I recently visited South Africa. It was a short stay, focused (terrible pun intended) on watching dolphins, like these Indo-Pacific common dolphins:
If there's one thing this type of dolphin does well, it's fly. Not literally of course, but rather, in the sense of moving rapidly. Like really, really super-hyper-crazy-ridiculously-mind-blowing fast. Me trying to photograph them was like Wile E. Coyote trying to pin down the Roadrunner fueled by a six-pack of Red Bulls.
We were fortunate to come across a couple of groups while they were ripping into schools of bait fish. Fortunate for us, not so much for the fish of course.
It's the first time I've spent any time around commons, so in between deleting botched photos, I was engrossed in watching their behaviour. One thing I think I picked up on is one of their strategies for catching meals.
A group of them line up, herd a group of fish, then chase their prey in unison at high speed. This sends the hapless soon-to-be-pre-packaged-nutritious-yet-still-tasty-dolphin-snacks fleeing in panic. In many cases, one or more dolphins leaps into the air and re-enters the water, sometimes immediately, sometimes after a body length or two.
At first, all the jumps looked the same. Then I noticed that, in hunting situations, the dolphins often turned to their sides, with one eye looking down into the water. Hmmm.
Then I noticed that dolphins behaving this way frequently made sudden stops mid-air, completely flipping their bodies upright in some instances, to jackknife into the water. The body language was markedly different from how the dolphins moved in non-hunting scenarios.
I'm guessing that the dolphins leap into the air and turn on their side in order to get a bird's-eye view, so to speak. They then choose their moment and point of re-entry into the water based on their aerial vantage point, thus totally ruining their target fish's day. Ingenius.
I can't be 100% sure that this is what's taking place, but as soon as I picked up on what I believed to be one of their primary strategies, it became easier to follow the action and capture photos.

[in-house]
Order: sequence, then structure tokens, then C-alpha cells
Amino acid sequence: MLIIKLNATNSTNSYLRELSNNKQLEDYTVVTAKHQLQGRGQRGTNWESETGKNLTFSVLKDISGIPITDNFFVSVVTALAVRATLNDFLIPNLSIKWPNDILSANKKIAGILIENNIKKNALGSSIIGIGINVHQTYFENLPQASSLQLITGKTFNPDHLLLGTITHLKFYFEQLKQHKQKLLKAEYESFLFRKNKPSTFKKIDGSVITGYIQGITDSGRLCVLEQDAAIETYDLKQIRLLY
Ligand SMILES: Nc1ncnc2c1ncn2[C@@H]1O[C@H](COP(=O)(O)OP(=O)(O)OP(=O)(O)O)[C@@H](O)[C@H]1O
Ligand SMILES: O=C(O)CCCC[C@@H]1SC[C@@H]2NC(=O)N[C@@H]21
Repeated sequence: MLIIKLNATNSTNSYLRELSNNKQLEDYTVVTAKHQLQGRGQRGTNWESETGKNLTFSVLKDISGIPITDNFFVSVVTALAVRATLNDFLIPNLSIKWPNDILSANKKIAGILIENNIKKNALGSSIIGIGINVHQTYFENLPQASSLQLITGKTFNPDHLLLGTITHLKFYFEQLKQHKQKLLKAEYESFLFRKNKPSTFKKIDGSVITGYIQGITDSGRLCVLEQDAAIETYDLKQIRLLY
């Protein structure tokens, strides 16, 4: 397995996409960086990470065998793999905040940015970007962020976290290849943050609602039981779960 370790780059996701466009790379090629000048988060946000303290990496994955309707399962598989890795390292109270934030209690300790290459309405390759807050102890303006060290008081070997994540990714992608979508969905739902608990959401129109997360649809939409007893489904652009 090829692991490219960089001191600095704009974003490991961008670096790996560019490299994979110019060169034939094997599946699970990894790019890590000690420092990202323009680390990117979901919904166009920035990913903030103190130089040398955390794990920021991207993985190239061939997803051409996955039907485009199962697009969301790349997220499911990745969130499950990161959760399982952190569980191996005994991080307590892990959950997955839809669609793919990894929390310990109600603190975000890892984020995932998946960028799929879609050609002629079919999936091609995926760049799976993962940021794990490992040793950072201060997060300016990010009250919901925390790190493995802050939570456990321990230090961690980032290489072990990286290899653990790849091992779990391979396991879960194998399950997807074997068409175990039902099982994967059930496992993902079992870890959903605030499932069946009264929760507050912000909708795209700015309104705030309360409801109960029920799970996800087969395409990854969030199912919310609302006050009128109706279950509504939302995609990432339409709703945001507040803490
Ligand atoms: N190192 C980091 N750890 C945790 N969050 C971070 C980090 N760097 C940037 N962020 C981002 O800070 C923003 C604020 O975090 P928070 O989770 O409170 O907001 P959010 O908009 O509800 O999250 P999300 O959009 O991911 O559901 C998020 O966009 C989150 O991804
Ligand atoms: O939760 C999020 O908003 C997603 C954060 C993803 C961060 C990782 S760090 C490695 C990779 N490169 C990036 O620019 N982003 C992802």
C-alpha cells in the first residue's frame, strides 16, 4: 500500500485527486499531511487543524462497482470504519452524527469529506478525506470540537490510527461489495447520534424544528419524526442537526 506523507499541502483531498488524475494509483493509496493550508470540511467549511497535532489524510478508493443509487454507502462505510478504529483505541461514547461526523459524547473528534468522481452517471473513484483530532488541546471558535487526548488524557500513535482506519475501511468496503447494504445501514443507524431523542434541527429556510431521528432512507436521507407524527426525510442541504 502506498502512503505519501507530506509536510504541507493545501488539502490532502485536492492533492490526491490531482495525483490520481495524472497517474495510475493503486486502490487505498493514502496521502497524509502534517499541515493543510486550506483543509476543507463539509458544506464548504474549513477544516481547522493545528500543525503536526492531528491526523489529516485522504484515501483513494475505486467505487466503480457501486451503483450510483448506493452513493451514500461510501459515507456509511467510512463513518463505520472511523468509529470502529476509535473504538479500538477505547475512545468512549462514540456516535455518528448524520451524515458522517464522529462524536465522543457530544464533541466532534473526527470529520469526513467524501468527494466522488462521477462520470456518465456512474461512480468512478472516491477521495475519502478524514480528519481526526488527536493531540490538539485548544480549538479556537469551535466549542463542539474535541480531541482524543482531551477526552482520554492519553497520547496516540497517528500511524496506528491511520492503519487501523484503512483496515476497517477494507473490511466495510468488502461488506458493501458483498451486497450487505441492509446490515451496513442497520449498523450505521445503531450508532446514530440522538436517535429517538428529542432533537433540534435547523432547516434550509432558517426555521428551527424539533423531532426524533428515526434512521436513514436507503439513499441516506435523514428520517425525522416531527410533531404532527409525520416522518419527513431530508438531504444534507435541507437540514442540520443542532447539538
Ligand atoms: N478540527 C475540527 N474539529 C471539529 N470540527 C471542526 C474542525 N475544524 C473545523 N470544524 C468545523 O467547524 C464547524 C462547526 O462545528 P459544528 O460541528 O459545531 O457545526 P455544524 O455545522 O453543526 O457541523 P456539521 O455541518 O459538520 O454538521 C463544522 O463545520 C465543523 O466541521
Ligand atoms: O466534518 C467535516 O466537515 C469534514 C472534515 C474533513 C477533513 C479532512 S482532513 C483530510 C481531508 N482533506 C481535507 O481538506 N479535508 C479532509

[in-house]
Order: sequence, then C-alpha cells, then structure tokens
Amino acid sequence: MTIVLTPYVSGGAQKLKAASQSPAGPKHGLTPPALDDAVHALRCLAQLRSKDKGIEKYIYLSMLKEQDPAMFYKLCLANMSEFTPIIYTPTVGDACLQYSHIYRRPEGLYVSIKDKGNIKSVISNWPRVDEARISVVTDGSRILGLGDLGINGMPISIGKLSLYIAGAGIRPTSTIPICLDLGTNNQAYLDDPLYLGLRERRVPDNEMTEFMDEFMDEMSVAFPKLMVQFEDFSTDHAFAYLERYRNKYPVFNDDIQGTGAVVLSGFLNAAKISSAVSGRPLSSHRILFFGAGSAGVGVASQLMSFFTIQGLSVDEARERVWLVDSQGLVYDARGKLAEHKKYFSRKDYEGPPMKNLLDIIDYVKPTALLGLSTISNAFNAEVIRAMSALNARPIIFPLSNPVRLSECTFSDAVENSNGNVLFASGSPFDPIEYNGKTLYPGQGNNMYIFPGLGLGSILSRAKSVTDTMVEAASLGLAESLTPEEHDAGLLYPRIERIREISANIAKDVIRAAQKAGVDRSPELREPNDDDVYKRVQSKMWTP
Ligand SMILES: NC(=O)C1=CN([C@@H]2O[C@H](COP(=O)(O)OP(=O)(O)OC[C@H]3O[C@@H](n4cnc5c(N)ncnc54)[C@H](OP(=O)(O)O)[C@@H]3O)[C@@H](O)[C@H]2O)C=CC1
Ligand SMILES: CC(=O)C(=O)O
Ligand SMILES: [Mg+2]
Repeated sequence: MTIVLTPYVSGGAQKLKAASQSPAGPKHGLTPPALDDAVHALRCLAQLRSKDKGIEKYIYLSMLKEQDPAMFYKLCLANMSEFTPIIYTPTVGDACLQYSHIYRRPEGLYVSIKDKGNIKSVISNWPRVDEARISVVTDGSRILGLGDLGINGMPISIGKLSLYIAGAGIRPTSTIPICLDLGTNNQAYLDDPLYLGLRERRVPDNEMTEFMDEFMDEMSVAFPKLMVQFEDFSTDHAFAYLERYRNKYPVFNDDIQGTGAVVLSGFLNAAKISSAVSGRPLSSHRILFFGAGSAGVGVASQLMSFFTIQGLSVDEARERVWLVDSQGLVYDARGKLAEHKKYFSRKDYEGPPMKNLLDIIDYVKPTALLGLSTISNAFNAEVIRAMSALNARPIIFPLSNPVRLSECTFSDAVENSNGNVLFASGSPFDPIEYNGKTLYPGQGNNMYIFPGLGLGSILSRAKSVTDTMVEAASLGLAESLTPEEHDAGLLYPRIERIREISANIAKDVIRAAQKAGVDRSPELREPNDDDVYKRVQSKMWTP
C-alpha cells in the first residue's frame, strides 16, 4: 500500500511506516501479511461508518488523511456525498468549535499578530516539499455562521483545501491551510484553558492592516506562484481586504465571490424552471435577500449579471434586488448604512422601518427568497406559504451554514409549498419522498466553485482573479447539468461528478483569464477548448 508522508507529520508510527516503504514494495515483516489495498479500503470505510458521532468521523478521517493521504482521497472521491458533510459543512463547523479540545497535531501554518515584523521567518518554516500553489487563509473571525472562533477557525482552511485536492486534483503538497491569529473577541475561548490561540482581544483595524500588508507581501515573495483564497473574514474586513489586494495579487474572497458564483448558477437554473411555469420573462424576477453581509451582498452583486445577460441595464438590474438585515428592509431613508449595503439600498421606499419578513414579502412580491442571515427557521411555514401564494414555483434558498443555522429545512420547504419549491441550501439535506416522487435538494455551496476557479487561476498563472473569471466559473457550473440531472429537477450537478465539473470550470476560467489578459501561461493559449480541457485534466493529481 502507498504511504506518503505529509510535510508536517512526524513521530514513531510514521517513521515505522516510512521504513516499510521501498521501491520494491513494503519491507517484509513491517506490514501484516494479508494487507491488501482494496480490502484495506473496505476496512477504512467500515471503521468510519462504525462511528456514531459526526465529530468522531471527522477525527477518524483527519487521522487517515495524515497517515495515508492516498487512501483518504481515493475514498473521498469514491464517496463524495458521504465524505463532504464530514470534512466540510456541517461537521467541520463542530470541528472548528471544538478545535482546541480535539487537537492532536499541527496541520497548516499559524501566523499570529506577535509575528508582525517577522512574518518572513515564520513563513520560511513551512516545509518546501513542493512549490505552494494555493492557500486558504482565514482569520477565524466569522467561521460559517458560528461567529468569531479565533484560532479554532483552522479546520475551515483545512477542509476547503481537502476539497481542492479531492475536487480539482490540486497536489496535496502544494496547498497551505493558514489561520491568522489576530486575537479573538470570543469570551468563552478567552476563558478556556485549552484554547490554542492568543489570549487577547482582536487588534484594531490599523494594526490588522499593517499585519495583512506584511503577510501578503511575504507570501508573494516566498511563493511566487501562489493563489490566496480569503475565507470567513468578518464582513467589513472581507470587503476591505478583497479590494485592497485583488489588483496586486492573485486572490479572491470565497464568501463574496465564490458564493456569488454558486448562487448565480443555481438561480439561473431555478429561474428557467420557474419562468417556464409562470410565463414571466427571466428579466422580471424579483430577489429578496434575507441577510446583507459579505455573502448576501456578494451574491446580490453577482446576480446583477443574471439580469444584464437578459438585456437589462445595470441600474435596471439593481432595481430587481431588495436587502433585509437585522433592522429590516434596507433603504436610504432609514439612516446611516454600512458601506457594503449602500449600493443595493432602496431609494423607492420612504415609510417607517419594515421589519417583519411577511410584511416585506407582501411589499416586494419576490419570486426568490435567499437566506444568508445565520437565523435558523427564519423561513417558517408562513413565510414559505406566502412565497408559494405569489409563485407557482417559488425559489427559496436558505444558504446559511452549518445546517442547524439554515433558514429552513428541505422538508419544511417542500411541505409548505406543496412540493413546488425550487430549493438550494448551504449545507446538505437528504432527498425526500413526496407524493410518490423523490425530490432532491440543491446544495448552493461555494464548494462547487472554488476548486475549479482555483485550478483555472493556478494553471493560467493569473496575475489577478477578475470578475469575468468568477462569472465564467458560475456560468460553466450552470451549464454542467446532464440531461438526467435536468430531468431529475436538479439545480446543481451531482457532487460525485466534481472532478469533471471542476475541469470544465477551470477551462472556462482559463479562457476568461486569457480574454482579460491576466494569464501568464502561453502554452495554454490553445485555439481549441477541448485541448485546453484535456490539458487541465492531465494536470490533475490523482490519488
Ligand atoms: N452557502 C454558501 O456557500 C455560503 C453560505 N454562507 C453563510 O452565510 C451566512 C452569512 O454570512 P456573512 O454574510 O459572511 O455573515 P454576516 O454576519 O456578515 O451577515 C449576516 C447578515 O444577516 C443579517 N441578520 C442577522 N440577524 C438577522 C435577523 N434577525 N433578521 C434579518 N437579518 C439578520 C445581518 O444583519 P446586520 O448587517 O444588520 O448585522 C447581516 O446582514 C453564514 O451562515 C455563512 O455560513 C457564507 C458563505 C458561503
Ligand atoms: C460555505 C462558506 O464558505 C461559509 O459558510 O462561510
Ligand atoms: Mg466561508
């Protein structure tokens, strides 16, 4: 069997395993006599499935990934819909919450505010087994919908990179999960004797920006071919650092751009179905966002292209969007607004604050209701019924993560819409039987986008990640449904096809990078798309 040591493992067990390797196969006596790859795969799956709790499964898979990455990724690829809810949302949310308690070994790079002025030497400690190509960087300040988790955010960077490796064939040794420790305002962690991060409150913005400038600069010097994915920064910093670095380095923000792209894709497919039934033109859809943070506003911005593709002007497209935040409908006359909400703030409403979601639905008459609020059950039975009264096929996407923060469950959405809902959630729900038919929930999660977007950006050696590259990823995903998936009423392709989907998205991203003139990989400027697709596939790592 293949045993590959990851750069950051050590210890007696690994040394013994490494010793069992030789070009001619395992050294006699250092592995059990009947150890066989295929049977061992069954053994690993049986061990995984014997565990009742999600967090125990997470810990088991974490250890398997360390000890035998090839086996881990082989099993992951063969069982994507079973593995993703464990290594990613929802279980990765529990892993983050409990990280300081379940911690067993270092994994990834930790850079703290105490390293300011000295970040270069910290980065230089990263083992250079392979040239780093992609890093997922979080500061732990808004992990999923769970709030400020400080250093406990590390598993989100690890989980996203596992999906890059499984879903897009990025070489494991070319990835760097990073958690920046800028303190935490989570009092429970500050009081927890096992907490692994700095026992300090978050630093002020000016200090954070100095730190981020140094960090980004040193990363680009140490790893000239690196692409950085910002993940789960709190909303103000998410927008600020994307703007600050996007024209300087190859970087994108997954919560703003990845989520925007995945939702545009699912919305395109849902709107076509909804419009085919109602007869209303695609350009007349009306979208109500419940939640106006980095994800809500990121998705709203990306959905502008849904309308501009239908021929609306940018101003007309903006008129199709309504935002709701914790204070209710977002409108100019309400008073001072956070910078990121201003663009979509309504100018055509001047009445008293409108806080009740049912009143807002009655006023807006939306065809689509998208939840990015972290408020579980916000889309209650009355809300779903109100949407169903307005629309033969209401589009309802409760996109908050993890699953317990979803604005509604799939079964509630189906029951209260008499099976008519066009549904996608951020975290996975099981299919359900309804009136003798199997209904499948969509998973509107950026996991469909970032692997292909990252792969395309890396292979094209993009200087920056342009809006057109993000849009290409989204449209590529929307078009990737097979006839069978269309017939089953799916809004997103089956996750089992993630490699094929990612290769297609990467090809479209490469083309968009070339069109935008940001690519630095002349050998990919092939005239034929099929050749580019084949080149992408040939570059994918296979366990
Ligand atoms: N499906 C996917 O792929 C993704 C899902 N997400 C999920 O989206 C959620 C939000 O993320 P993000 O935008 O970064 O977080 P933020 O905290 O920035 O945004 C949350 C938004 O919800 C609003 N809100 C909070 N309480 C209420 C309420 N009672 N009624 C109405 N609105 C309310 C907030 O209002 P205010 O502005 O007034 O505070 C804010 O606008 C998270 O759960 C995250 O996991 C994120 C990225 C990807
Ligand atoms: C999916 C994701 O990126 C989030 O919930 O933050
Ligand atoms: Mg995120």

There were also lots of Indo-Pacific bottlenose dolphins (Tursiops aduncus), perhaps more than I've seen gathered in any other single location. We easily came across hundreds every day. I'd be willing to say thousands on many days.
Bottlenose dolphins are generally more chilled-out than their common counterparts. We encountered them in groups of only a few individuals to pods comprising several dozen. For the most part, they were relaxed, probably resting, or socialising a teeny bit at most.
The exception was when they decided to surf.
It didn't happen often, and as luck would have it, whenever some decided to frolic in the waves, conditions were overcast, or we were too far away to photograph effectively.
There were a few times when we were in the right place at the right time, like this:
Each time the bottlenose dolphins launched themselves from the surf, we could feel the joy, the sheer pleasure, that these acrobats of the sea were experiencing. Who says animals don't know how to have fun?
One dolphin's fun is often one photographer's frustration though.
Knowing that dolphins are going to surf is one thing; predicting exactly where and when they're going to fly out for a split-second and capturing the decisive moment while you're on a moving boat is another thing entirely.
As my friend Steve put it: "It's like trying to photograph popcorn pop." Yup, exactly, but I would add: "From 50m away, in random directions, standing on a boat moving in unpredictable fashion." Perfect.
I reconciled my frustration by blaming the cloudy weather and unpredictable animals on Steve. Bad Steve. Bad, bad Steve.
One final dolphin picture. This is bottlenose dolphin slicing through the water on a calm, sunny day. I love how the dolphin's dorsal splits the water in two and throws up a beautiful butterfly wake.